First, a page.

The only suggestion that is made against this witness is contained in the question whether he did not attest Ex. A-l after the death of Bangarraju which he emphatically denied. There is absolutely no reason why the evidence of this witness should bo discredited. P. W. 5 Vadrevu Kasivisweswara Rao, is the scribe of the will. He states the circumstances in which he happened to write the will, that he first prepared a draft and then prepared the fair and read it over to Bangarraju. He is also a pleader's clerk at Kakinada. He knew Bangarraju and is also related to him. He denies the suggestion that Ex. A-l was a forgery.
The evidence given by these witnesses, P. Ws. 1, 4 and 5 is corroborated by the evidence of P. W. 2 the plaintiff, and P. W. 3 the son-in-law of Bangarraju, in whose house the will was said to have been executed. The learned Subordinate Judge was apparently influenced by the impressions he gained on a comparison of the signature of Bangarraju in Ex. B-3, which is an application for admission in connection with his grand-daughter, which was of the year 1944. with those in Ex. A-l. The learned subordinate Judge found some differences and consequently inferred that the signatures on Ex. A-l could not have been those of Bangarraju.
This is hardly a correct method of approach. Inthe first place, it is not of much use to compare asignature of a person said to have been made in 1950with that made six years earlier in 1944 as there islikely to be some change in the signature. Thatapart, in the absence of any marked differences between the two signatures, which indicated prirnafacie that the disputed signature could not. in anycircumstances, have been that of the same personwhose admitted signature had been produced, a Courtcould not be justified in rejecting the disputed signatures as not genuine. I have been taken throughthe reasons given by the trial Court which are setout in paragraphs 25 and 26 of the lower court's Judgment. |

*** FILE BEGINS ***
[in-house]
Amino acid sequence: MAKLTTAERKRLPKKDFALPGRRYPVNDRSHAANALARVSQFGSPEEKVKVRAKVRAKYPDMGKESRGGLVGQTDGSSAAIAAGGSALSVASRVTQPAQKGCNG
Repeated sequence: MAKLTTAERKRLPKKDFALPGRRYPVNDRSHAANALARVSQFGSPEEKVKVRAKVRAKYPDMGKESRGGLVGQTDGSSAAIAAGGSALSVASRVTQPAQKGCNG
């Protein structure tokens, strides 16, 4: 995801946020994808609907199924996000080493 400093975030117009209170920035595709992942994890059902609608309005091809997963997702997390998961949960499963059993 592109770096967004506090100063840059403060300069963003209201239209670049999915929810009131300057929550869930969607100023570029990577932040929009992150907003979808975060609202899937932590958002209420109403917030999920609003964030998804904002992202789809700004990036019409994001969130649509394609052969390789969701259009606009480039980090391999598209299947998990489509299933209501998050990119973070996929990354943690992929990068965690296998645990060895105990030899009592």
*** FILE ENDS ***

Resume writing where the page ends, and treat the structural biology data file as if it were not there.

It is only too well-known that the appearance of a signature depends on many factors. The type of pen used, the ink, the quickness of the flow of the pen, the paper on which it was written, the place where the signature is put e.g. a signature on a rough paper would not be exactly the same as that on a smooth paper. In the same way, a signature written with a rough pen would not be the same as a signature with a good smooth-writing pen. Similarly if some smooth pad or some such object is used for resting the paper at the time of the signature, then that signature would be different from the signature put on a paper resting on a rough surface.
There are many factors which have to be taken into consideration in effecting a comparison of the two signatures, and although a Court could apply its own eyes and its own mind to determine whether a particular signature is resembling another it would be going beyond the ordinary limits of the capacity of a Court to constitute itself as a Handwriting Expert and try to compare the signature without all the gadgets and devices which are available to a Handwriting Expert, besides the lack of expert knowledge which a Handwriting Expert possesses.
When oral evidence clearly established that a person executed a certain document it would be completely uneccssary for the Court to embark upon an investigation into the signatures by comparison. Having regard to the opinion expressed by the Court below, 1 had to take the trouble of comparing, the signatures in Ex. B-3 with the signatures contained in Ex. A-l, although it was not quite correct to do so having regard to the long interval of time between the two signatures. I find that the two prominent fetters 'B' and 'Z' are almost exactly similar.